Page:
I have long been a fan of Dunhill’s fragrances, although they went through a thin patch for many years. After putting out the wonderful original 1934 men’s scent, the fantastic Blend 30 and the phenomenal Edition, where do you go from there? They chose to put out a string of mediocre scents which were commercial if not critical successes. They followed market trends instead of creating them. When the brand decided to get back to their core, luxury brand promise I was thrilled. If Icon was a return to Dunhill’s glory days, then I was all for it! For starters, the packaging is spectacular, even for Dunhill, which tends to do that part very well. The scent itself? Well, it is very, very good. What it is not, however, is original the way their first three scents were. Icon is a classy, quality mashup of Cartier’s Déclaration and Terre d’Hermès—both classy, quality scents themselves. Maybe a little more lavender and a slug of pepper, but the topnotes, with the cardamom and cedar is very close. But wait, this is Carlos Benaim at the helm and he is no lemming….. Where this becomes evident is in the basenotes. Once the Ellena-like opening is over, the heart is revealed to be a soapier, muskier proposition—slightly more mature and classy as can be. A hint of juniper suggests that this elegant gent, who just came from the barber’s, is a gin drinker and a slight leather note indicates that he is a fan of Dunhill’s fine leather goods. Not a bad chap to smell like.
02nd August, 2016 (last edited: 08th November, 2016)
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United States

Sortilège (new) by Le Galion

Le Galion nose Paul Vacher collaborated with André Fraysse to give the world Arpège in 1927. By the 1930s, he was creating perfumes for his own house, Le Galion, and presented the world with Sortilège in 1937. Compositionally, Sortilège is also similar to Coty’s L’Aimant and Chanel No. 5 as well as Arpège. These perfumes set the standard for feminine elegance in their day and they all cast long shadows. Among her peers—not just floral aldehydes—Sortilège seems like she should sit alongside Intoxication, Écusson, Réplique, etc.; all sophisticated, glamourous and very French. Sortilège was relaunched in 2015 after a stint of living in the Long Lost Perfumes stable.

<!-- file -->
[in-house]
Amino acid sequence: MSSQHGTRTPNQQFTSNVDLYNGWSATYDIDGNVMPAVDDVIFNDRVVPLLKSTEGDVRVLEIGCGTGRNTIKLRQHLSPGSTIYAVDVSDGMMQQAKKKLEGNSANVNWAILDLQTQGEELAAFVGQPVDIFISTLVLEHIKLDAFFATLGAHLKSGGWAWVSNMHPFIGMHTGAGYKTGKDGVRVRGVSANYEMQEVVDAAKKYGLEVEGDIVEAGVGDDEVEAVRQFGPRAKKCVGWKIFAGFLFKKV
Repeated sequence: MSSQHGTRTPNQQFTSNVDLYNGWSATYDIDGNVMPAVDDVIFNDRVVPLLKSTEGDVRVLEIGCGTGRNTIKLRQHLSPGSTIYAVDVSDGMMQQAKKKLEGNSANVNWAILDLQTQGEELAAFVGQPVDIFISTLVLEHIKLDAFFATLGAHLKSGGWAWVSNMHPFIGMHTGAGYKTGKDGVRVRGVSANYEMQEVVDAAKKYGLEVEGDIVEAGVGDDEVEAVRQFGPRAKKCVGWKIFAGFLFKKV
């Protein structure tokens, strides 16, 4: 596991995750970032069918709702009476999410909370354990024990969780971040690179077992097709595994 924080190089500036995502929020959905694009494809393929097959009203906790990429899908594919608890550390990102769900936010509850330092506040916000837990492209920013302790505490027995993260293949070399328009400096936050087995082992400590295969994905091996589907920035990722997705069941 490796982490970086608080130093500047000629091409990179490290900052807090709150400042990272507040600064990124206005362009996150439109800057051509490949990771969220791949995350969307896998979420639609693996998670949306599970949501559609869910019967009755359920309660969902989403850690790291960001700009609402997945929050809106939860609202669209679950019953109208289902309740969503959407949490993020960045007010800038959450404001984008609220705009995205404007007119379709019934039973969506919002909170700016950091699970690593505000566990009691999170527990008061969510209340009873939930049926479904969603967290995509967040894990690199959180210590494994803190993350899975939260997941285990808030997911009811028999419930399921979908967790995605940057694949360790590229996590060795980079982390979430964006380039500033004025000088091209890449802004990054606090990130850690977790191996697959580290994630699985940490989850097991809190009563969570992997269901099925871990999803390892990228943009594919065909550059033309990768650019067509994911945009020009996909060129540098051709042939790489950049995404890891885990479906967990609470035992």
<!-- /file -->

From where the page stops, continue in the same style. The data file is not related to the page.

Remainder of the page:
So what does the new Sortilège smell like and where does it fit into today’s world? It is soft, sensual glamour in a bottle. Old school, gilt-edged glamour. A slightly dusty violet note accompanies the top notes of bergamot and aldehydes just long enough to remind you that she has knickers older than you, then steps aside allowing the gorgeous floral heart to bloom. Jasmine, muguet, rose, ylang and lilac, with a hint of lipstick and powder thanks to the Iris/orris, soon take over and let you know that this is a lady you’re talking to—she may be knocking back dry Martinis with the boys but she is a lady.
By the time the basenotes come around you can see that she is a lady alright, a lady you would like to see lots more of. Musk gives this perfume a sexy glow, while the vetiver, oakmoss and sandalwood give it a slightly masculine, slightly jarring note—perhaps the smell her stockbroker/polo player/diplomat left on her skin after their last assignation. Could this work today? You bet. Today’s sorceress would be well advised to tap into the energy that Sortilège invokes. These days, you don’t need a mink and diamonds and a debutante ball to be sexy, glamourous and ladylike. All you need is a bottle of Sortilège.
02nd August, 2016
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Havana by Aramis